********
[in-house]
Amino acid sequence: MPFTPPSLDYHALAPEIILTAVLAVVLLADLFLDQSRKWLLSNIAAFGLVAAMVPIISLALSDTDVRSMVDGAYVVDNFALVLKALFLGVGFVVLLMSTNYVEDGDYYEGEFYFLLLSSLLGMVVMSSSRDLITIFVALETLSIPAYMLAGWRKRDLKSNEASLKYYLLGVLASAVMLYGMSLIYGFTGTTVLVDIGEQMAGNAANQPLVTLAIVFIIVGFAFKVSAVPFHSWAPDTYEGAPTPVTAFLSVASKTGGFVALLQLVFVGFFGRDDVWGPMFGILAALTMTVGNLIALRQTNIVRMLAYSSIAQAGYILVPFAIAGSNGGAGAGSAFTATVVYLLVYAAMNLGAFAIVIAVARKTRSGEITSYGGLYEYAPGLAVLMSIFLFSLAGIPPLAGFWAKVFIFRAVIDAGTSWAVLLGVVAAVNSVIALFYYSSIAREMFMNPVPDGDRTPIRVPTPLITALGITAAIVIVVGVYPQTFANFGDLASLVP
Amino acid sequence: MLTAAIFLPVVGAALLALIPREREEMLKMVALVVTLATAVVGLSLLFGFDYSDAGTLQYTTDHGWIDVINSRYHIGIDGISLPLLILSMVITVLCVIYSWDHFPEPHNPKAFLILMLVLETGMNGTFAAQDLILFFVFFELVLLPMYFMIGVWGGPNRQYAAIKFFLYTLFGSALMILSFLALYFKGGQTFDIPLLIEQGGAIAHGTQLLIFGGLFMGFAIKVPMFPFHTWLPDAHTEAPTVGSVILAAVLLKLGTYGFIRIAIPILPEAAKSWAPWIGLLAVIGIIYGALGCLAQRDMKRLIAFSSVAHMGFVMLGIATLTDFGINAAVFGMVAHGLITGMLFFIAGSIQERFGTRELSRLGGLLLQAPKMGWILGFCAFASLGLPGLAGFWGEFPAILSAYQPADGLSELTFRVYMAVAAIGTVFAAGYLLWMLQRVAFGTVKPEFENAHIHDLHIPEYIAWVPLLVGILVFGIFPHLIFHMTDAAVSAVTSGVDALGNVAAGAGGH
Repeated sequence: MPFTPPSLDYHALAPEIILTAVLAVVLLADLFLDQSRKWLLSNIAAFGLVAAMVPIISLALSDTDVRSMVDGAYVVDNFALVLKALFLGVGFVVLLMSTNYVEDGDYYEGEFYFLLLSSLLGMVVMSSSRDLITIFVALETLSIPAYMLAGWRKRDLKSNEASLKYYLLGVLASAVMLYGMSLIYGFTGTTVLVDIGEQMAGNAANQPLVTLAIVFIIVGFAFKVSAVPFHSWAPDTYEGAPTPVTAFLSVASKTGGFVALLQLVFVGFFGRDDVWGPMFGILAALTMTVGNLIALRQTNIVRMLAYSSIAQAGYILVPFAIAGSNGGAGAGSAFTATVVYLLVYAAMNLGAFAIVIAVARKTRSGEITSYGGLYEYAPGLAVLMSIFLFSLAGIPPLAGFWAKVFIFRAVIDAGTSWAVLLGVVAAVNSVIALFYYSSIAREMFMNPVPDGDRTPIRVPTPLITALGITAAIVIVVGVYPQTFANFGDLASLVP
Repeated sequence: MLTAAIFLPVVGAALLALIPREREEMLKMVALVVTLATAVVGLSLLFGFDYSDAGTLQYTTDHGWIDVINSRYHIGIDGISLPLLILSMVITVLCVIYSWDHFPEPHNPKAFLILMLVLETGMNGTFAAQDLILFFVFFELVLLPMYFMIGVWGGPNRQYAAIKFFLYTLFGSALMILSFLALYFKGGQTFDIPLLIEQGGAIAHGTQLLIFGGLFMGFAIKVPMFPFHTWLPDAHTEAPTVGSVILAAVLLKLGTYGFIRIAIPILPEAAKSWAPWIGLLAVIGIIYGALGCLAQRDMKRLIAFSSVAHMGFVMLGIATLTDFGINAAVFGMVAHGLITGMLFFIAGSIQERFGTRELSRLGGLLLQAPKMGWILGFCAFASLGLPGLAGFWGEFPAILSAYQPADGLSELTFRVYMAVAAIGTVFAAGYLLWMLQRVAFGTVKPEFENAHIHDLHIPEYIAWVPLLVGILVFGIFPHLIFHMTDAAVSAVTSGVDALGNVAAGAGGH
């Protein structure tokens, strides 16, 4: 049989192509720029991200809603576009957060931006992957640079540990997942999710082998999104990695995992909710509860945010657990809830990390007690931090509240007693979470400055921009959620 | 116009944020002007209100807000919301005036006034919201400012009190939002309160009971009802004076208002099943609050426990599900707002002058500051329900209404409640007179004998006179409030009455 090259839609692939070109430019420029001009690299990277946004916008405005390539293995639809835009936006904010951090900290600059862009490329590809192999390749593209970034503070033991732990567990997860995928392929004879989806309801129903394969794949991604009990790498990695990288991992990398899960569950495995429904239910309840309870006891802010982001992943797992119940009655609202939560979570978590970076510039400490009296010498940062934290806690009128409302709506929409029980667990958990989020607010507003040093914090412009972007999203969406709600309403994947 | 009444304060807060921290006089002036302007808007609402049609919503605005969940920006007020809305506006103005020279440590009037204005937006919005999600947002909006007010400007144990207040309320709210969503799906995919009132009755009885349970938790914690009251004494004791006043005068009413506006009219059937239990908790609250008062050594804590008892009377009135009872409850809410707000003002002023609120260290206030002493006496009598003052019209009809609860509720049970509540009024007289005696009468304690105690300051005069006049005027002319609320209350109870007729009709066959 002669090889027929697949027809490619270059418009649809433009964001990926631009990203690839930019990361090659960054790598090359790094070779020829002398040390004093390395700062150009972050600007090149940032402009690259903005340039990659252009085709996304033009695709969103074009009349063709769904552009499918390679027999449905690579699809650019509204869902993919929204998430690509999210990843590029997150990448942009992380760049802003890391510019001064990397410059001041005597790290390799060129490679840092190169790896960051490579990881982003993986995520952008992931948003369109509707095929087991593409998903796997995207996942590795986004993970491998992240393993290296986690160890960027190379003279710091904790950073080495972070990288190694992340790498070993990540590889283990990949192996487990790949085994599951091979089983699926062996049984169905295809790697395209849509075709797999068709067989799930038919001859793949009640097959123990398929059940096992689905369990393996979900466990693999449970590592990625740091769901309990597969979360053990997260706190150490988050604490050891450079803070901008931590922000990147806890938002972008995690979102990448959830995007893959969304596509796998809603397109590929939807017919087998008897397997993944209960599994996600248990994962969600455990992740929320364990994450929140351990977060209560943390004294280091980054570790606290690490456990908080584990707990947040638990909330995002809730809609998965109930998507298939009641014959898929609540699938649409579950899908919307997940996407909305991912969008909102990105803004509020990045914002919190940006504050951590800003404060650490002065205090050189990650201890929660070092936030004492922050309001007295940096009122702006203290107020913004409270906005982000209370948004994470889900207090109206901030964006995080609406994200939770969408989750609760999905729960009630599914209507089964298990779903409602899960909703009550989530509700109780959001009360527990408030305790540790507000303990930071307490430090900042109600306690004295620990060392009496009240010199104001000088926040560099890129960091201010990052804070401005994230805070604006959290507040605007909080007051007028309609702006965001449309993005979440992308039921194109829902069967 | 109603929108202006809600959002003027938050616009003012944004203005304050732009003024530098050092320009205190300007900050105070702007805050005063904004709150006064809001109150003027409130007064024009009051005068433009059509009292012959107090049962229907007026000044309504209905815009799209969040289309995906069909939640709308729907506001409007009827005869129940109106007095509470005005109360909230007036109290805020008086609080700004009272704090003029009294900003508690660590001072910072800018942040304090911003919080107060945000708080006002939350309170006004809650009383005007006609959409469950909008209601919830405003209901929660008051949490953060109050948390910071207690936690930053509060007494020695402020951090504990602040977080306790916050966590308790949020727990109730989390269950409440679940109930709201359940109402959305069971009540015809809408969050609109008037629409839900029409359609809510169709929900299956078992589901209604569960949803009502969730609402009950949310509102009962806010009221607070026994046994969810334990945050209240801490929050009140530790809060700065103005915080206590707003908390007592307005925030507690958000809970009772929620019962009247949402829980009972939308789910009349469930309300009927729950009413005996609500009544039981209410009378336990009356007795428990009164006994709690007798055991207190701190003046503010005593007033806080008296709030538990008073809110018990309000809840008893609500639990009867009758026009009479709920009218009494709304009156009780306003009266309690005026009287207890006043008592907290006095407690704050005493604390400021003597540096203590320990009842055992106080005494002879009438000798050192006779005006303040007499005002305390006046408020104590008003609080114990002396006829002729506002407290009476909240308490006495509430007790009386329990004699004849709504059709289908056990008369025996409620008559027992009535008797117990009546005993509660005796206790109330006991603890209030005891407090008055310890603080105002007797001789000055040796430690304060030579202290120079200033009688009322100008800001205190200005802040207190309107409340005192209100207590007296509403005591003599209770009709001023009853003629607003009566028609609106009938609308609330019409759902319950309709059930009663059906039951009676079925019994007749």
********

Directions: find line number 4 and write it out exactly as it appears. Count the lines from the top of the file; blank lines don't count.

Repeated sequence: MPFTPPSLDYHALAPEIILTAVLAVVLLADLFLDQSRKWLLSNIAAFGLVAAMVPIISLALSDTDVRSMVDGAYVVDNFALVLKALFLGVGFVVLLMSTNYVEDGDYYEGEFYFLLLSSLLGMVVMSSSRDLITIFVALETLSIPAYMLAGWRKRDLKSNEASLKYYLLGVLASAVMLYGMSLIYGFTGTTVLVDIGEQMAGNAANQPLVTLAIVFIIVGFAFKVSAVPFHSWAPDTYEGAPTPVTAFLSVASKTGGFVALLQLVFVGFFGRDDVWGPMFGILAALTMTVGNLIALRQTNIVRMLAYSSIAQAGYILVPFAIAGSNGGAGAGSAFTATVVYLLVYAAMNLGAFAIVIAVARKTRSGEITSYGGLYEYAPGLAVLMSIFLFSLAGIPPLAGFWAKVFIFRAVIDAGTSWAVLLGVVAAVNSVIALFYYSSIAREMFMNPVPDGDRTPIRVPTPLITALGITAAIVIVVGVYPQTFANFGDLASLVP